Helping tackle malnutrition and malaria in Angola

Helping tackle malnutrition and malaria in Angola

Helping tackle malnutrition and malaria in Angola

Helping tackle malnutrition and malaria in Angola

Malnutrition and malaria are common in remote communities in Angola, especially during peaks of drought and heavy rain. Women and their children are most affected. For the last year, Doctors Without Borders/Médecins Sans Frontières (MSF) has collaborated with local health authorities to reduce the burden of these diseases in the provinces of Huíla and Benguela.

“It’s hard to get to the health post, it takes me two hours walking,” said Domingas Luciana after a consultation for her daughter, Florença, at a mobile clinic run by Doctors Without Borders/Médecins Sans Frontières (MSF) in Camassissa community, a remote area of southwestern Angola’s Huíla province. “[My daughter] was born very skinny and wouldn’t get better,” said Luciana.

Florença was diagnosed with severe acute malnutrition and malaria, so she was enrolled in MSF’s outpatient malnutrition programme at the local hospital and given medications for malaria. In just three weeks, her health significantly improved. “Since I have been taking her to this mobile clinic and to the hospital for follow up [care], Florença has been getting better. I get very happy seeing that my baby has recovered.”

Reaching mothers and their children in remote communities

It’s common for children to have both malnutrition and malaria at the same time. Malaria, the deadly mosquito-borne disease, is prevalent in Angola and was diagnosed in 80 percent of the more than 29,800 medical consultations MSF provided between February and June, 2023, in Huíla province’s Chipindo and Cuvango municipalities.

While the disease can be fatal if not treated —particularly in young children— in some areas of Huíla, timely diagnosis and treatment is challenging. “A lot of communities here live very far from a health facility,” said Isabel Severino, MSF health promotion and community engagement supervisor in Cuvango.

To reach people who live too far from health facilities, MSF teams conducted mobile clinics and trained community health workers to treat mild cases of malaria and other diseases in their communities and identify children that need additional care at one of the 17 health structures supported by MSF.

“Usually, women [come to] me because they’re the ones taking care of the kids. I take care of their kids like I take care of mine,” said Joana Mandavela, a community health worker from Cuvango.

MSF also supported a referral system with motorbikes, known locally as “kaleluias”, to transport mothers and their children to health facilities. This addressed one of the hurdles many women faced to access health care. During the time it was operating, the referral system transferred 300 patients to reach medical care.

Supporting children’s recovery in health facilities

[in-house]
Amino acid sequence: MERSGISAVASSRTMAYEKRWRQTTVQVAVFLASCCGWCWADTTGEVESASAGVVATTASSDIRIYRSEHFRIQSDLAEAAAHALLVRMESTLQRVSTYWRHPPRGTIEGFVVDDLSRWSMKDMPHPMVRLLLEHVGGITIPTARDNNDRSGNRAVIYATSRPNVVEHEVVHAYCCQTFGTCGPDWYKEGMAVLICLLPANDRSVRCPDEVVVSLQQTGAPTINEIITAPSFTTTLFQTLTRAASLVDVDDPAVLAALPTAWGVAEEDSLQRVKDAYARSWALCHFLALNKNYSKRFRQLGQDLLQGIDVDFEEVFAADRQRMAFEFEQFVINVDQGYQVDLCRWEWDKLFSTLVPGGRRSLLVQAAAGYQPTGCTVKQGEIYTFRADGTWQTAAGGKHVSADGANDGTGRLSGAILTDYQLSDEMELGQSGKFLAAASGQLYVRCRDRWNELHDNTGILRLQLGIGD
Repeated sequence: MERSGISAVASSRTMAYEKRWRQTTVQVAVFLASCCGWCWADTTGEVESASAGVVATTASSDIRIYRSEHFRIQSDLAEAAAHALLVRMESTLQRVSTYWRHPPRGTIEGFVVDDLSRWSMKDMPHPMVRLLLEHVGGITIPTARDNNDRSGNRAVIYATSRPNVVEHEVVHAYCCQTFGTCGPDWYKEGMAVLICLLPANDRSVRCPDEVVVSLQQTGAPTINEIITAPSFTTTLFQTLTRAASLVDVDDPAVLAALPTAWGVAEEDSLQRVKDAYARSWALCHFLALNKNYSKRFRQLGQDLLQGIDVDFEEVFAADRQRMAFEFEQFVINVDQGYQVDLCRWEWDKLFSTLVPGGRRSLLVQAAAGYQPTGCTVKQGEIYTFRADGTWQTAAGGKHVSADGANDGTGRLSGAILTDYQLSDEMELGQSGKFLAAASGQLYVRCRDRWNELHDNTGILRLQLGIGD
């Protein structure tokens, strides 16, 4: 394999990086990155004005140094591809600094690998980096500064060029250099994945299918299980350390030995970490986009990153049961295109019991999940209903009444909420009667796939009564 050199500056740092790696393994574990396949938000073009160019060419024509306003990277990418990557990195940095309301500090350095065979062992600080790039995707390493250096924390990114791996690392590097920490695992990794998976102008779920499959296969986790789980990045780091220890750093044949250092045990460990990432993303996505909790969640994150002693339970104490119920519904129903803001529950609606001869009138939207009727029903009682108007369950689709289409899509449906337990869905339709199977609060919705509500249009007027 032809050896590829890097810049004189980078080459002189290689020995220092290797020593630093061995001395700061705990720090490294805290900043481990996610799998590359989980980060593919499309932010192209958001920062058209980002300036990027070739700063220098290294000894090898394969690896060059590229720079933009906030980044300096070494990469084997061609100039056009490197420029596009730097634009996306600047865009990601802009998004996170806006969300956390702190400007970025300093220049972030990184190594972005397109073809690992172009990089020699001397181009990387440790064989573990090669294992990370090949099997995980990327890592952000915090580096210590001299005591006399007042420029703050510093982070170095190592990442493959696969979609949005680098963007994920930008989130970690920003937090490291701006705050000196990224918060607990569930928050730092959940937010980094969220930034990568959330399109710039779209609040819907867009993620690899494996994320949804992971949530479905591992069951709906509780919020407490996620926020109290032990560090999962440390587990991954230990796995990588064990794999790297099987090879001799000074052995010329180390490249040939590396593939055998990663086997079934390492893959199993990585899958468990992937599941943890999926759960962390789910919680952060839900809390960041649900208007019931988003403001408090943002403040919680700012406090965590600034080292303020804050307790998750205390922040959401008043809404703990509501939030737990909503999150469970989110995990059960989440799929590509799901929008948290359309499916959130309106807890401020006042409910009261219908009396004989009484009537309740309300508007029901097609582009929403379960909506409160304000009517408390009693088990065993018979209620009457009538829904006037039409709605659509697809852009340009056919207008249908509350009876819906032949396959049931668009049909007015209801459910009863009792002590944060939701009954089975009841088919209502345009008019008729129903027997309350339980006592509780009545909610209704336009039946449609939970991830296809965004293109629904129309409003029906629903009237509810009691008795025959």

Children with moderate and severe acute malnutrition were enrolled in MSF’s outpatient program, where they received ready-to-use therapeutic food, known as plumpy’nut, as well as kits including blankets, cups, and soap. Children in a critical state were admitted to the inpatient malnutrition unit in the hospital.

MSF treated 710 children for acute malnutrition, including two-year-old Rosa. “When Rosa was admitted at Cuvango Municipal Hospital, she had blisters all over her body,” said Isabel Zua, an MSF psychologist. “She spent a lot of time in bed and lost some of her mobility. So, after a few weeks, as she started getting better, we began to also do psycho-stimulation with her. After two sessions we could already see a big difference.”

Psychologists like Isabel try to re-establish mobility, cognition, confidence, and the mother to child bond after a child has been in a critical condition in the hospital for an extended period. “She is a lot better, and I am very happy,” said Paulina Kassombo, Rosa’s mother.

Building capacity and structures for the long run

Beyond the medical work, MSF’s logistics and water and sanitation teams also rehabilitated health structures and waste zones, and completed other construction projects, including re-building a crucial

bridge that had had been destroyed with the use and connected more than 10 remote villages with the health centre in Galangue.

As part of the response in Angola, MSF conducted trainings with dozens of Angolan staff, staff from the Ministry of Health, and community health workers at various health facilities, focussing on malaria, malnutrition and the management of patients in critical condition.

“The best way to prevent diseases in the long run is by leaving some knowledge and tools behind that help to transform the behavior and [practices] of [medical] professionals and the local [community],” said Luis Montiel, MSF’s emergency coordinator for Huíla.

Distributed by APO Group on behalf of Médecins sans frontières (MSF).